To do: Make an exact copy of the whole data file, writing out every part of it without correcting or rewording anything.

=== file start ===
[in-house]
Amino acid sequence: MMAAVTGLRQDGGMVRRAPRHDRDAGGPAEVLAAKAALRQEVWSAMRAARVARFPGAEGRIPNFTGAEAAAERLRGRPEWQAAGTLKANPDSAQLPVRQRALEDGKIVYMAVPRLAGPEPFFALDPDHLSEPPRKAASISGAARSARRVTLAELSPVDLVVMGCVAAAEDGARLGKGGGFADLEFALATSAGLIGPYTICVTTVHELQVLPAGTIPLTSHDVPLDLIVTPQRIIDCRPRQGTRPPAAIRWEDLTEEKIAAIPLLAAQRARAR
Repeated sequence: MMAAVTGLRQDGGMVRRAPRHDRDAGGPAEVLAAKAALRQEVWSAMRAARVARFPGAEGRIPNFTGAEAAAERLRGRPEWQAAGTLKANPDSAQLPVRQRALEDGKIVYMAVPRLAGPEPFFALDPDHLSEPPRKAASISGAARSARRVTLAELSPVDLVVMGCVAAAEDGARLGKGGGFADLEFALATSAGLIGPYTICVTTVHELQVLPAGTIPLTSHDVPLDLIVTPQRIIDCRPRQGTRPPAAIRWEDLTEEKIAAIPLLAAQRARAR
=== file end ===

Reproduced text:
[in-house]
Amino acid sequence: MMAAVTGLRQDGGMVRRAPRHDRDAGGPAEVLAAKAALRQEVWSAMRAARVARFPGAEGRIPNFTGAEAAAERLRGRPEWQAAGTLKANPDSAQLPVRQRALEDGKIVYMAVPRLAGPEPFFALDPDHLSEPPRKAASISGAARSARRVTLAELSPVDLVVMGCVAAAEDGARLGKGGGFADLEFALATSAGLIGPYTICVTTVHELQVLPAGTIPLTSHDVPLDLIVTPQRIIDCRPRQGTRPPAAIRWEDLTEEKIAAIPLLAAQRARAR
Repeated sequence: MMAAVTGLRQDGGMVRRAPRHDRDAGGPAEVLAAKAALRQEVWSAMRAARVARFPGAEGRIPNFTGAEAAAERLRGRPEWQAAGTLKANPDSAQLPVRQRALEDGKIVYMAVPRLAGPEPFFALDPDHLSEPPRKAASISGAARSARRVTLAELSPVDLVVMGCVAAAEDGARLGKGGGFADLEFALATSAGLIGPYTICVTTVHELQVLPAGTIPLTSHDVPLDLIVTPQRIIDCRPRQGTRPPAAIRWEDLTEEKIAAIPLLAAQRARAR